Thursday, May 1, 2014

A Spy Among Friends: Kim Philby and the Great Betrayal by Ben MacIntyre

How amused and flattered the infamous British traitor Kim Philby would be to discover he is again the subject of fascinated scrutiny in his home country and in America fifty years after his defection to Moscow. Ben MacIntyre has managed to reignite interest in Philby by presenting the most rounded and detailed picture yet of this uniquely talented and duplicitous man through the use of newly declassified material from MI6 files.

Kim Philby rose within the ranks of British Intelligence and gave secrets to the Soviets during WWII and at the beginning of the Cold War. The outwardly charming diplomat was responsible for the deaths of possibly hundreds of covert agents working in British interests. The especial charm he radiated may have come from his “flashes of insecurity beneath his debonair exterior, the unpredictable stammer…his intellectual curiosity…and his old-world manners.” [Yuri Modin] But reading about a man whose great skill was “charm” falls strangely flat without access to the man himself; it is a little like trying to describe the performance of a great actor. In order for the reading audience to really understand how this man escaped censure for so long, we need to see the man in action.

Fortunately, Macintyre seems to have understood this and the publication of his book in Britain was accompanied by a two-part BBC documentary showing essential photographs and a (too short) video clip of Philby’s 1955 demurral of his involvement with earlier defectors Burgess and Maclean. Macintyre calls the videotaped press conference a “virtuoso performance” revealing a master of duplicity and misdirection, yet he shows us only a fraction of its contents. The November ’55 press conference is apparently still used as a MI6 training tool: “a master class in mendacity.”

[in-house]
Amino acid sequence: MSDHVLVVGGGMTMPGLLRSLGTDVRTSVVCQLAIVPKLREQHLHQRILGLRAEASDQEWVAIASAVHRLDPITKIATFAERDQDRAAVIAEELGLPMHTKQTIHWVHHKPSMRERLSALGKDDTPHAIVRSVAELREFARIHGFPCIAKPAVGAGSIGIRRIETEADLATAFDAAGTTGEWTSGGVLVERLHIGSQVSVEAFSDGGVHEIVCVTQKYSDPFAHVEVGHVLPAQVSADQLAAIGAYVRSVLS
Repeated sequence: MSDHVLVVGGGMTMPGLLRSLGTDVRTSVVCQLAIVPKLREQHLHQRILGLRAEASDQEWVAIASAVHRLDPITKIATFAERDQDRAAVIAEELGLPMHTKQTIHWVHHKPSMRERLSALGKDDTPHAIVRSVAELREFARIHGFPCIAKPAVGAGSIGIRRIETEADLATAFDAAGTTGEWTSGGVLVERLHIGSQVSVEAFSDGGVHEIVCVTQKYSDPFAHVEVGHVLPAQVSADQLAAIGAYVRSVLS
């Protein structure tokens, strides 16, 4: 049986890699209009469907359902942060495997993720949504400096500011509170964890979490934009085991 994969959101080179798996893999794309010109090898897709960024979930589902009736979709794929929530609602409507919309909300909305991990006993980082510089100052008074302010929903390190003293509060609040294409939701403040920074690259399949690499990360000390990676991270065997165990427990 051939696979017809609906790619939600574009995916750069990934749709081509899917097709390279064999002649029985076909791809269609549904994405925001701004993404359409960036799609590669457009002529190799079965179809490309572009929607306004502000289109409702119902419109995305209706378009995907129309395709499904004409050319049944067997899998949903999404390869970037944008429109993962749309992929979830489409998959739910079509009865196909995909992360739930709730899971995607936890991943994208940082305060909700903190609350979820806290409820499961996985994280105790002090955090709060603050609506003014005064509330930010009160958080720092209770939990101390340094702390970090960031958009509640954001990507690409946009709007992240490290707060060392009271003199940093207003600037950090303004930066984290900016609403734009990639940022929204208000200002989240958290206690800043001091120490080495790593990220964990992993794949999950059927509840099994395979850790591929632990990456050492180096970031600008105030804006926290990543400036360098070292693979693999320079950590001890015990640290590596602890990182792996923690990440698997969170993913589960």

One other audio record of Kim Philby we know exists: Philby’s debriefing in 1963 Beirut by his longtime friend and colleague, Nicholas Elliott. We need to hear, not just read, this interview in order to make our own assessment of Philby’s extraordinary charm and manipulative skill, but that debriefing is still being withheld by MI6.

For these reasons, Macintyre’s description of Philby’s legendary rise within the ranks of British Intelligence is incomplete and two-dimensional, despite the fulsome detail that is far more exciting than any fiction. It still boggles the mind that Philby was allowed the access he was; only his particular personality can explain that access. A spy of Philby’s particular gifts may need four or more dimensions to fully reveal his fatal charm. People who knew Philby often used the same words to describe Philby’s effect on people, which only serves to further occlude our vision of the man and his talent. Like the story of the blind man and the elephant, this biography catches some truths but the reader has the disconcerting feeling that the man himself has once again absconded with his secrets intact.

One could argue that good nonfiction cannot answer every question but is successful if it impels a reader to avidly seek out additional materials in the subject area. By this standard, MacIntyre’s book succeeds admirably. While at first I was entranced by MacIntyre’s concurrent descriptions of Philby’s work for British Intelligence and his work for the Soviet Comintern, by the end of MacIntyre’s book I had more questions than answers about his work and the reaction to it in Britain. MacIntyre also (to propel the narrative I suppose) was a bit sketchy with dates. I needed some basic scaffolding to support by queries.